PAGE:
The Guest List is an atmospheric mystery/thriller set during a wedding weekend on a remote island off the coast of Ireland.  The wedding of a magazine publisher and a rising reality TV star should be a picture-perfect event, but as the guests and families come together, resentments and hurt feelings take over, and not everyone will make it off the island alive.  We rotate through five POVs, which sounds like it could be overwhelming but isn't, because each one is so distinct.  The book reads quickly, although the story is a bit of a slow burn.  Foley does a really good job of spreading the potential guilt around, so I was kept guessing until the end; I could see a motive for practically everyone.  The setting added to the creep factor, with bogs, a cemetery, and a wild sea - what a perfect setting for a murder mystery!  4 stars

We Speak in Storms by Natalie Lund (2019)
Three misfit teens are brought together when a tornado strikes their small hometown, on the anniversary of a deadly tornado that struck decades earlier.  This book is part small-town story, part coming-of-age story, and part ghost story, which I didn't realize when I picked it up!  After the most recent tornado, Callie, Joshua, and Brenna all start experiencing similar things.  Each are going through things in their personal lives, and throughout the story, they come to rely on each other.  Callie's journey was by far the most interesting to me - her mother is dying of cancer and she, understandably, is not handling it well.  There are overarching themes of life, death, love, self-discovery, and moving on.  If you enjoy quiet, character-driven stories, you'll probably enjoy this.  I felt like it was overly long and not enough happened, although I did think the writing was beautiful.  3.5 stars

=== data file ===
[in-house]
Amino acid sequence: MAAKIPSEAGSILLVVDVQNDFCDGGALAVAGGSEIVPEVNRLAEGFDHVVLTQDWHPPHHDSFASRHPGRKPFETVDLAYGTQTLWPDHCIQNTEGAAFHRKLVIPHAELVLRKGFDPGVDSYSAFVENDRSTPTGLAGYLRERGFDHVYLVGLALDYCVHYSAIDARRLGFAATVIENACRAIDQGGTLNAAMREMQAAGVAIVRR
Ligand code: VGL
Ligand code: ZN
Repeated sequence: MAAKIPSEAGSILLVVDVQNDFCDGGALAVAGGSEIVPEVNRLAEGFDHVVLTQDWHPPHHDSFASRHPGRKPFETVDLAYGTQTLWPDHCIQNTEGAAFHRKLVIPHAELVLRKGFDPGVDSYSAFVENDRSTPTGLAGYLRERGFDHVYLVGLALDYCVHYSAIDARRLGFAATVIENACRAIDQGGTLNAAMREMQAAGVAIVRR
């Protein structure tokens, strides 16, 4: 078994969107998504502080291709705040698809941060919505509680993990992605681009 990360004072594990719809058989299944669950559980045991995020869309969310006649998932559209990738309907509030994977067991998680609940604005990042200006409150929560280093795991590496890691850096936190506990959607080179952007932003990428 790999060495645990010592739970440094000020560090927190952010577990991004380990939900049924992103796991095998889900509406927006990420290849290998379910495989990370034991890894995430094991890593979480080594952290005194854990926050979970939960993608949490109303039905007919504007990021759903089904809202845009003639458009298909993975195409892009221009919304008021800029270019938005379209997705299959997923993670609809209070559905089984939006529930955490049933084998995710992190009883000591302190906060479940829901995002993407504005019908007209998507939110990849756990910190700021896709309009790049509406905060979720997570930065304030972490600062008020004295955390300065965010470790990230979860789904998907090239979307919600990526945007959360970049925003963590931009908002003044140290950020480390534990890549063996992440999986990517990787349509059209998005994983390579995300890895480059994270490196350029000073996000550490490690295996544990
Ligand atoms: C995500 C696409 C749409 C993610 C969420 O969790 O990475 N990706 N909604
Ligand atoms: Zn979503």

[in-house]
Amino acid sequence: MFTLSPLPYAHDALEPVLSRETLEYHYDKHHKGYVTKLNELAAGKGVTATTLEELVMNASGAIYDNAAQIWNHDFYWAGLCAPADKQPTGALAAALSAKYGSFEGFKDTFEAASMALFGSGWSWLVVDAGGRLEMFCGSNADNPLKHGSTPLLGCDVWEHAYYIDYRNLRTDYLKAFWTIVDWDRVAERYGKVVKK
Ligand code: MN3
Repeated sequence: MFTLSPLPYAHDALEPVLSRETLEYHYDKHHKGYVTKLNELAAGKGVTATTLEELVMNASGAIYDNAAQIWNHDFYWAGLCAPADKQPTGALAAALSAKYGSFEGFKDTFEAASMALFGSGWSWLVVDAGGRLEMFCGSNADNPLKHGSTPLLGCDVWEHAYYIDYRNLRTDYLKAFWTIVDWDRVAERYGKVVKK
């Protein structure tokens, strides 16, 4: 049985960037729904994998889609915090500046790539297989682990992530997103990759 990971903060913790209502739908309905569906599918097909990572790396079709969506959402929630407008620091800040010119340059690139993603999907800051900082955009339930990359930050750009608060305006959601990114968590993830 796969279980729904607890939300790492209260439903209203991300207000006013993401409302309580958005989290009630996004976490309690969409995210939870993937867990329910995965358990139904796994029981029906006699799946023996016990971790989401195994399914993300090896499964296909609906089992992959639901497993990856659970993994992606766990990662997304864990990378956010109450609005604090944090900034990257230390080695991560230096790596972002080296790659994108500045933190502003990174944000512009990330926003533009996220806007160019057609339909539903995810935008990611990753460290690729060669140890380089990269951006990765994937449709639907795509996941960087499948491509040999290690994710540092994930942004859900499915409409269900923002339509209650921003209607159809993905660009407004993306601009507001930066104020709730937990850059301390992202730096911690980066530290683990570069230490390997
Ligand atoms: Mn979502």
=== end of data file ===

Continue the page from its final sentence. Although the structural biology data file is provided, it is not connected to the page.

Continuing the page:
* This post contains affiliate links; I earn a small commission on qualifying purchases, at no cost to you.

Wednesday, February 3, 2021

Can't-Wait Wednesday: Mad About Ewe

Can't-Wait Wednesday is hosted by Tressa at Wishful Endings and helps us spotlight upcoming releases we're eagerly anticipating!
Susannah Nix
Expected publication date: March 16, 2021
Dawn Botstein is doing just fine after her divorce, thank you very much.

She’s got her yarn store to run, her house to herself for the first time in her life, and no use for men anymore. That is until the hottie silver fox who walks into her store turns out to be her old high school crush—the guy who rejected her 30 years ago.

No way is she going to lose her head over him this time, no matter how well he wears that salt-and-pepper lumberjack beard. Okay, so he’s the opposite of her ex in every way, and his attention gives her a thrill she thought she’d never feel again. She’s not risking her heart again.

Mike Pilota is having a mid-life crisis.

Only instead of buying a red sports car he can’t afford and dressing like a 25-year-old who’s time-traveled from the 1990s, he quit his job after his second divorce to move closer to his recently widowed mother.